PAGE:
Peru is the only successful country in history with a socialist economy. Of course this was before Karl Marx invented the term socialism, but in the Inca Empire land and wealth was controled by the state and assigned to peasant farmers to work. The system suppoted a higher density of population in Peru than until very modern times. The Inca were only the most recent people to dominate the andean Highlands, but they built the lagest of all the Amerindian empires streaching from what is now the Chilean Central Valley north to the Ecuadorian-Colombian border and knit ogether with an impressive network of roads. This was important because of the different climatic zones and the natural resources to be exploited. In adition to griculture, the Inca were masterul weavers. Trade was, however, limited by the failure to master the wheel and the lack of large animals like horses and oxen. Peru played a fundamental role in the development of modern Europe. While the Conquistadores in the 16th century were primarily after gold, the humble potato made possible a population explosion that played a key role in the industrial revolution and the making of modern Europe. Peru was regarded as vital to the Spanish colonial empire, not because if the potato, but because of the mineral wealth--espcially silver. The silver resource was part of colonial Peru, but the Potisi mines were located im modern Bolivia. The silver was shipped back to Spain (through the Spanish Main/Caribbean) and to China (through the Philippines) to finance Spanish trade there. The silver was shipped through Callao, the port of Lima. Agiculture was the mainsty of the colonial economy, but it was based on the hacienda, vast Andean estates using an essentialy feudal system of Native American workers--the Ecomienda system. Peru was the most conservtive part of Spanish Empire and the bastion of Spanish Royalist power as revolutions raged during the Napoleomic era. The Royalist forces were finally defeated at Ayachucho on the easstrn slope of the Andes (1824). Independence did not significantly transform Peruvian society and the country limped into the 20th century with a backward agricultural economy supported by cotton and mineral (mostly copper) exports.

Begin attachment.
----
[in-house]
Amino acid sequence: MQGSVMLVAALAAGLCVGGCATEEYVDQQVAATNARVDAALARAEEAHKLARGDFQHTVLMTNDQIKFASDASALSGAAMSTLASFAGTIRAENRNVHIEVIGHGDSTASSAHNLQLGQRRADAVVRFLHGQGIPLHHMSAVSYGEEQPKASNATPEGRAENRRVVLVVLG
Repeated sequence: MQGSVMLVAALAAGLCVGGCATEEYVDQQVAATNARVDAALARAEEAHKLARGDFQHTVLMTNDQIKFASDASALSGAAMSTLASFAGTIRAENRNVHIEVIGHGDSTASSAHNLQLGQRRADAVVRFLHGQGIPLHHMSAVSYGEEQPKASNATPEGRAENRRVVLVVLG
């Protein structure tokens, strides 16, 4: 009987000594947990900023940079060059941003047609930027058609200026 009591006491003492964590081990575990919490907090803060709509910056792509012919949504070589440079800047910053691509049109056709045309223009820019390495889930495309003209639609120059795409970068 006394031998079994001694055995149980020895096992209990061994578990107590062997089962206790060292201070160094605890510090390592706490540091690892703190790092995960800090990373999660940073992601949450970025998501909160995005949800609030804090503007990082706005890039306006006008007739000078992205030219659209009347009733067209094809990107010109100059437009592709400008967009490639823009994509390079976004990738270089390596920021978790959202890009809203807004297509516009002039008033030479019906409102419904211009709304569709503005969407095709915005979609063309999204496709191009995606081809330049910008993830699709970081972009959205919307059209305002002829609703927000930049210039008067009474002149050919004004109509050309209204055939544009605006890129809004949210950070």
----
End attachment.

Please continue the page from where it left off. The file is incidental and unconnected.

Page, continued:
Any discussion of clothing in Peru must begin with the Amer-Indian civilizations. The IUnca are the besr known m but were preceeded by many earlier civilzations, both slong the coast and in the Andes. The earlier civilizations appeared along the northern coast. And thaks to the arid enviroment along the coast, some early textiles have survived. The Inca were renowed for their marvelous textiles. The most famous garment is the poncho, a sleeveless wool garment with unsewn sides and a space for the head to pass through. This meant that it was thge easiest grment to produve, no sewing requirfed. The origings are unclear. Some say in weas from Quechua 'punchu'. Others say in was frim the Mapuche in souhern Chile. Pomcjhos are also associated with Mexico, but we sre mot sure if thast was the case in pre-Colombin times. Ameri-Indian styles have survived for women, mistly for festive occassions. Male fashions have been largely lost with the near total adoption of Western styles. As far as we know, there were no destinctive garmnts for children who wore small versions of their parent's clothing. Interestingly, Amerr-Indians adopted some styles of their Spanish conquerors and these actually became traditionl styles. the most obvious is the bowler hat. A brilliant Btitish salkesman conmvinmced Bolivians POeruvian women that they wouldkook beautiful in boler hats and thuis the bowler along with th mnonterra becanme a traditioal style. Another traditionl style is the stockimg cap with ear flaps--the chullo. Western styles have increasingky made jnriads. Nearly all children wear Weestern styles, a process which began with the Spabish Conquest, but became increasingly common in the 20th century. Here we see asibling wearing Wesern fadionns, peobably in the 1870s (figure 1). We note a 1917 portrait of an unidentified boy. He is a fashionalble Peruvian boy from an affluent family of European origin. Such bioys in the late-19th and early-20th century might wear a suit with an Eton collar and boater hat. We believe that this was common throughout Latin America at the time among the affluent classes. Most Peruvian boys at the time, however, were very poor and still not wearing European fashions.